I have to bring this song, it's too good, although it might be a little bit overplayed right now, especially on the Balboa dance floors.
Well, some of you might know the song from “Lindy Chorus“, a routine choreographed by Frankie Manning. If you don't know what I'm talking about, here is an example of “Lindy Chorus” from 2011:
Now what's the song? It's Wednesday Night Hop by Andy Kirk.
Andy Kirk took over Terrence Holder's Dark Clouds Of Joy in 1928, renamed it first in Andy Kirk and his Dark Clouds Of Joy and then Andy Kirk and his Twelve Clouds Of Joy.
When the regular pianist missed a recording session in 1929, John Williams, who was the saxophonist in the band, suggested to hire his wife Mary Lou Williams. Andy Kirk agreed and as we know today, that was a wise decision.
Mary Lou Williams was the real star in the band. She was not only a great soloist but also arranger and composer for the band. A great portion of the credit, that the band was so popular and successful, belongs without doubt to her!
From 1931 to 1942, Mary Lou Williams was a full time member of Andy Kirk's Twelve Clouds Of Joy.
Wednesday Night Hop
Why is this song so appealing to me?
First, it's the staccato style. Then there are those monotone lines repeatedly appearing, by the horn section but also by some soloists. And lastly, the transition from these two characteristics to some softer solo phrases. You know, what I mean?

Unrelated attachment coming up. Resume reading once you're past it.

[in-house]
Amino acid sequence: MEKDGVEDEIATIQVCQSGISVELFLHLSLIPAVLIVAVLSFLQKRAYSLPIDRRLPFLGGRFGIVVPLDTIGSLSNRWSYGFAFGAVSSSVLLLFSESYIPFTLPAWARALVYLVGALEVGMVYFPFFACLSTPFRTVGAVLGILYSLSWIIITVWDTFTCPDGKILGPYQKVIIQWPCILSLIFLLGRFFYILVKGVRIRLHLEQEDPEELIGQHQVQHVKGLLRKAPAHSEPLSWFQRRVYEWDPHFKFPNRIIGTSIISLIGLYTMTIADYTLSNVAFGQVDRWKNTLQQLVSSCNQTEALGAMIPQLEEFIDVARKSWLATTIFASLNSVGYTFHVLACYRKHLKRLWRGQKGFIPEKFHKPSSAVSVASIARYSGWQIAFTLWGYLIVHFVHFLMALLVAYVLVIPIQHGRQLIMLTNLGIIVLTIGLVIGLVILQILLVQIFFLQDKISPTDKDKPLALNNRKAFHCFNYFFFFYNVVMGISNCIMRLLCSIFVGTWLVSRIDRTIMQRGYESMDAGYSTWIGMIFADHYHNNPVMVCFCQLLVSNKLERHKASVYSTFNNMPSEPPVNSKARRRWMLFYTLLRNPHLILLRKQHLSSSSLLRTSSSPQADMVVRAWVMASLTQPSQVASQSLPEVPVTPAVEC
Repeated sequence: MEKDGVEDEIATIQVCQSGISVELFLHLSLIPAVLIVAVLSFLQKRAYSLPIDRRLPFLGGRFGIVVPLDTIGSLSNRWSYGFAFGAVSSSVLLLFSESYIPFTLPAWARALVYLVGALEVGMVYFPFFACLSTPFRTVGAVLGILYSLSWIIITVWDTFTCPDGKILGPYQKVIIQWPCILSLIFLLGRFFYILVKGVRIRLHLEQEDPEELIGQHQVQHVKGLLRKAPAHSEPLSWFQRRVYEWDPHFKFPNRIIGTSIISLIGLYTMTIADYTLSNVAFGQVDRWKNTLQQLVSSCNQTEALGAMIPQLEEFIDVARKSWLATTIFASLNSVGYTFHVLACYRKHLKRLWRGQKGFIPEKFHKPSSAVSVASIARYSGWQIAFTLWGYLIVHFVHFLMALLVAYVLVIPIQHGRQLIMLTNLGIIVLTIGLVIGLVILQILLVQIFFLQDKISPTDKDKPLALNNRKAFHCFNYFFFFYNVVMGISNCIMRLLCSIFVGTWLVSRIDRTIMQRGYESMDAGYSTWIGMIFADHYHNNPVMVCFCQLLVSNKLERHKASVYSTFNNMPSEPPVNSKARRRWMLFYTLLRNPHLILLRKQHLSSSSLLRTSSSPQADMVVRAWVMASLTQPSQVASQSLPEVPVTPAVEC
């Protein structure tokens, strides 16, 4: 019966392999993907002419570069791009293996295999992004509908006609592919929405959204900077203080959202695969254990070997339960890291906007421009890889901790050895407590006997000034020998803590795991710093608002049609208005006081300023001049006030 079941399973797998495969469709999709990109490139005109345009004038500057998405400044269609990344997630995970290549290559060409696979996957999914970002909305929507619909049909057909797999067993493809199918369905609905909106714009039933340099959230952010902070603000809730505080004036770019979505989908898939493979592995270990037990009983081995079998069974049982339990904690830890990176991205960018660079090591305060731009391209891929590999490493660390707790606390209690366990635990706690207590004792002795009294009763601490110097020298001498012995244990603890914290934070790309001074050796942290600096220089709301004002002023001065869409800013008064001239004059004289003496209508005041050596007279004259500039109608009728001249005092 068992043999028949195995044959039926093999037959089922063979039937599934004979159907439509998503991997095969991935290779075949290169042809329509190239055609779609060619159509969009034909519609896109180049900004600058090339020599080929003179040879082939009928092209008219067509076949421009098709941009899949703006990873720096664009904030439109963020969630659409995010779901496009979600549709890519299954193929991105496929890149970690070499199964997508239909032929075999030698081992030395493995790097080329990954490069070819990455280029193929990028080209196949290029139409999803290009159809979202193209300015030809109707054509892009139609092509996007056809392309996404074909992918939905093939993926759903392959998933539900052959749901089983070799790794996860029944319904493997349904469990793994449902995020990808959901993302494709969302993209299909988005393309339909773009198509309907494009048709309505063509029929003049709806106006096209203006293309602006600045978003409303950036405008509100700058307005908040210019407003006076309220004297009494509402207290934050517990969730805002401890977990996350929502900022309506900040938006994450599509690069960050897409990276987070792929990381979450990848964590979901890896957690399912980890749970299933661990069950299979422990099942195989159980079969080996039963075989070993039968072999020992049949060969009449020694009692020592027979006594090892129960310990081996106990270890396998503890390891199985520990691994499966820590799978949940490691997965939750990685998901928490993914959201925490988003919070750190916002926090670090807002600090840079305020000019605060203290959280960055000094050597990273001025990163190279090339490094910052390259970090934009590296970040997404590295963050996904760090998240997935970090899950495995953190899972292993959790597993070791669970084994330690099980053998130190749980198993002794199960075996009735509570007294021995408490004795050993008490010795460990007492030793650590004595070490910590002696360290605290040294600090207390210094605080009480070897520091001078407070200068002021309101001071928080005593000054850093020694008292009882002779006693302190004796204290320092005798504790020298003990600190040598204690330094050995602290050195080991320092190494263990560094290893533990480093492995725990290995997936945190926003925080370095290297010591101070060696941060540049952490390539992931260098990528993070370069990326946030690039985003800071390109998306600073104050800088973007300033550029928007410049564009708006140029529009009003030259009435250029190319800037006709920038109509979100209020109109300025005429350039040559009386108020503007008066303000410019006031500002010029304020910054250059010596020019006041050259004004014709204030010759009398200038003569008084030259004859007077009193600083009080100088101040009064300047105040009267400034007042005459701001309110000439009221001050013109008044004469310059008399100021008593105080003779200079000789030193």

Title: Wednesday Night Hop
Artist: Andy Kirk & His Twelve Clouds Of Joy
Recorded: Feb 15, 1937 New York
Album: Baby Dear 1936-1949
Tempo: 214 bpm
Dance: Balboa, Lindy Hop
Click the link to download the song at
iTunes EU ･ Amazon DE ･ Amazon US ･ Amazon UK
Do you think, Wednesday Night Hop is overplayed? Let us know in the comment section below!
Every Monday, I post a new “Song of the Week“.
You can find the songs also on my Spotify playlist or on 8tracks.
Song of the Week #71: “Bearcat Shuffle” by Andy Kirk & His Twelve Clouds of Joy
Song of the Week #97: “Some Of These Days” by Mario ‘Harp' Lorenzi
Song of the Week #96: “Flaming Reeds and Screaming Brass” by Jimmie Lunceford